In last week's Technocracy, I wrote about the WikiLeaks controversy. More specifically, I wrote about the ways intimidation of a website owner's support and infrastructure services – services paid for by the website in question – can silence or impede the expression of free speech. I made no real attempt to evaluate the activities of WikiLeaks or its founder, Julian Assange, except to say that I consider Mr. Assange little better than a terrorist. Most of Mr. Assange's difficulties have, to this point, revolved around issues that were anything but an evaluation of whether he has committed a crime.
Recent news has made it easier to characterize WikiLeaks and Assange politically and socially. It has also underscored, starkly, the real war we fight in contemporary society. We fight this war regardless of our knowledge of it. We win or lose this war despite the widespread ignorance of it that often characterizes our governments, our allies and our citizenry.
In the summer of 2009, I first wrote of this war in "Why we need cyber-warriors now." In that column, I spoke of a "proxy war" even now "taking place behind the veil of modern technology." I will repeat now what I said then: Every minute of the day, external foes are mounting assaults on American infrastructure, civilian American assets and American military targets. Those enemies do this through the virtual world. Their foot soldiers are an army of disparate computer hackers, ranging from state-sponsored operatives to ordinary people in almost every nation on the planet:
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The problems don't stop with the hostile governments of emerging military and technological threats like China. According to Popsci.com, it isn't just China's government that is attacking our cyber-infrastructure. It's also hundreds of thousands of Chinese civilians. ... The FBI can do little to prosecute hackers in foreign countries, least of all hostile nations like China (whose government turns a blind eye to simple copyright infringements, must less wholesale cyber war). The hackers are also becoming harder to monitor and track through conventional means.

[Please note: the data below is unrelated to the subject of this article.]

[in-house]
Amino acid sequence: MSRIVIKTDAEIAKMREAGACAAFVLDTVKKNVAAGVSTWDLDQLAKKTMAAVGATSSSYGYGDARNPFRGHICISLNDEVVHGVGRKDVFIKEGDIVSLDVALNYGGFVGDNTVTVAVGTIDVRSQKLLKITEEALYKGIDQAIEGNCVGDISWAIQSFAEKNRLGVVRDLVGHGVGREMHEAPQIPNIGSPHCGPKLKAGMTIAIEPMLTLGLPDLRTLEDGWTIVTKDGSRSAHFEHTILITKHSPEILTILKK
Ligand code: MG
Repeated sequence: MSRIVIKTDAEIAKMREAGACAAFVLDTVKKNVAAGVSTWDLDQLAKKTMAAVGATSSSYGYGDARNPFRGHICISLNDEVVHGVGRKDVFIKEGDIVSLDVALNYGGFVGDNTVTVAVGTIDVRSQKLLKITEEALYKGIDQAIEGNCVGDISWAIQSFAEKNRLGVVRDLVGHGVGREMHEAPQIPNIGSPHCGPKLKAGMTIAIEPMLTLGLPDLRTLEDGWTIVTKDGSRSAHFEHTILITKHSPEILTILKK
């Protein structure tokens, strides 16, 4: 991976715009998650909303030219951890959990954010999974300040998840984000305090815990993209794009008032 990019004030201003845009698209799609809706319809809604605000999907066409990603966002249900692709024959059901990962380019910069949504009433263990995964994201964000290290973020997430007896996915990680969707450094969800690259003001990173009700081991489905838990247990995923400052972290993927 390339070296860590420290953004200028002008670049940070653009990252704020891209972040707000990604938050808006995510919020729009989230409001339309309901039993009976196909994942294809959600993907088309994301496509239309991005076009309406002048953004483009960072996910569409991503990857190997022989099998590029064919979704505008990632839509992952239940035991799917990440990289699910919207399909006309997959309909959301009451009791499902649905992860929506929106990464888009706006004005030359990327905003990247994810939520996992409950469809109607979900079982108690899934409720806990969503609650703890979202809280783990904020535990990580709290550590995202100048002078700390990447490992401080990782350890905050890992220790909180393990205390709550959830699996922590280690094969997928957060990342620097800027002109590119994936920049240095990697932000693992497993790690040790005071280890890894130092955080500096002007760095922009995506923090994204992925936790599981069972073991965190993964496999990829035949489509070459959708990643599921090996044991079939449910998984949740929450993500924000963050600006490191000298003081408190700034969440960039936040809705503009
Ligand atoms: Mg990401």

The problem is that "hackers" are no longer "hackers." Slowly, popular culture is perverting the image of the Internet criminal, transforming him or her into a noble figure of free speech, dissent and speaking truth to power. This imagery is fiction, if for no other reason than it is not now, nor has it ever been, a noble act of freedom of expression to harass, silence or harm commercially an entity whose lawful activity you dislike. Yet this is precisely what has happened – and "hackers" are now "hacktivists," presumed by wretched propagandists like Michael Moore to be committing acts of "patriotism" rather than propagating wanton electronic vandalism, fraud, intimidation and theft.